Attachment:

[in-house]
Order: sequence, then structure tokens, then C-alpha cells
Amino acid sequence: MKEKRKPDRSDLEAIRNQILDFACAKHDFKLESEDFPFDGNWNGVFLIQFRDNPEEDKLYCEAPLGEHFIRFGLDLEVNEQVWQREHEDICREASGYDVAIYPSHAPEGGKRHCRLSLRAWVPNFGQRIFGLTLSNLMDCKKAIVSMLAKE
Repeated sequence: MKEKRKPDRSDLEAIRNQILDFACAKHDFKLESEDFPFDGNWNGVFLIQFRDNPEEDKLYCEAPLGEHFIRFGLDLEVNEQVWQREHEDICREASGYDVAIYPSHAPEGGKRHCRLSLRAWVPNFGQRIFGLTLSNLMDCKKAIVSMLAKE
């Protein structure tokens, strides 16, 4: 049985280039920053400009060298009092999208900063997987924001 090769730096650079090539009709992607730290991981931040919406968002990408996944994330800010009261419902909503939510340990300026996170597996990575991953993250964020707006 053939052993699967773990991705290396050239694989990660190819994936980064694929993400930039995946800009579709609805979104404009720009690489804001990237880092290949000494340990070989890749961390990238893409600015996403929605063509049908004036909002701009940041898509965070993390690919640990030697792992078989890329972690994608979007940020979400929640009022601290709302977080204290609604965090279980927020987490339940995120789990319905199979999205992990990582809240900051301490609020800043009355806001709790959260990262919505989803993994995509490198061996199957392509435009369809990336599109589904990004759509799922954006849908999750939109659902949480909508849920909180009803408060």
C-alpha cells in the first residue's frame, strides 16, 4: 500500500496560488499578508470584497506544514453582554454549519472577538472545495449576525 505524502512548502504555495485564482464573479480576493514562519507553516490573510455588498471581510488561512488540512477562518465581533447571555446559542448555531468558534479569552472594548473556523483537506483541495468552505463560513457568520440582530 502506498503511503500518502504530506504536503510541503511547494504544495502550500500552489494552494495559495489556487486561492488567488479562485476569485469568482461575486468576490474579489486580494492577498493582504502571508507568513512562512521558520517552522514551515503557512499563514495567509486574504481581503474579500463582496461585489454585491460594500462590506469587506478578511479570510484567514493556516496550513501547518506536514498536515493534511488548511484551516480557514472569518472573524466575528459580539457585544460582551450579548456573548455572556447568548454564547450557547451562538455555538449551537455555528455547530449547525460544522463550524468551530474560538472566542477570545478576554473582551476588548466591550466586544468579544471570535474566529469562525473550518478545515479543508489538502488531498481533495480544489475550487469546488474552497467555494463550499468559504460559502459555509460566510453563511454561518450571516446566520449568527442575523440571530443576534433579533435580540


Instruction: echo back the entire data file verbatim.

[in-house]
Order: sequence, then structure tokens, then C-alpha cells
Amino acid sequence: MKEKRKPDRSDLEAIRNQILDFACAKHDFKLESEDFPFDGNWNGVFLIQFRDNPEEDKLYCEAPLGEHFIRFGLDLEVNEQVWQREHEDICREASGYDVAIYPSHAPEGGKRHCRLSLRAWVPNFGQRIFGLTLSNLMDCKKAIVSMLAKE
Repeated sequence: MKEKRKPDRSDLEAIRNQILDFACAKHDFKLESEDFPFDGNWNGVFLIQFRDNPEEDKLYCEAPLGEHFIRFGLDLEVNEQVWQREHEDICREASGYDVAIYPSHAPEGGKRHCRLSLRAWVPNFGQRIFGLTLSNLMDCKKAIVSMLAKE
């Protein structure tokens, strides 16, 4: 049985280039920053400009060298009092999208900063997987924001 090769730096650079090539009709992607730290991981931040919406968002990408996944994330800010009261419902909503939510340990300026996170597996990575991953993250964020707006 053939052993699967773990991705290396050239694989990660190819994936980064694929993400930039995946800009579709609805979104404009720009690489804001990237880092290949000494340990070989890749961390990238893409600015996403929605063509049908004036909002701009940041898509965070993390690919640990030697792992078989890329972690994608979007940020979400929640009022601290709302977080204290609604965090279980927020987490339940995120789990319905199979999205992990990582809240900051301490609020800043009355806001709790959260990262919505989803993994995509490198061996199957392509435009369809990336599109589904990004759509799922954006849908999750939109659902949480909508849920909180009803408060």
C-alpha cells in the first residue's frame, strides 16, 4: 500500500496560488499578508470584497506544514453582554454549519472577538472545495449576525 505524502512548502504555495485564482464573479480576493514562519507553516490573510455588498471581510488561512488540512477562518465581533447571555446559542448555531468558534479569552472594548473556523483537506483541495468552505463560513457568520440582530 502506498503511503500518502504530506504536503510541503511547494504544495502550500500552489494552494495559495489556487486561492488567488479562485476569485469568482461575486468576490474579489486580494492577498493582504502571508507568513512562512521558520517552522514551515503557512499563514495567509486574504481581503474579500463582496461585489454585491460594500462590506469587506478578511479570510484567514493556516496550513501547518506536514498536515493534511488548511484551516480557514472569518472573524466575528459580539457585544460582551450579548456573548455572556447568548454564547450557547451562538455555538449551537455555528455547530449547525460544522463550524468551530474560538472566542477570545478576554473582551476588548466591550466586544468579544471570535474566529469562525473550518478545515479543508489538502488531498481533495480544489475550487469546488474552497467555494463550499468559504460559502459555509460566510453563511454561518450571516446566520449568527442575523440571530443576534433579533435580540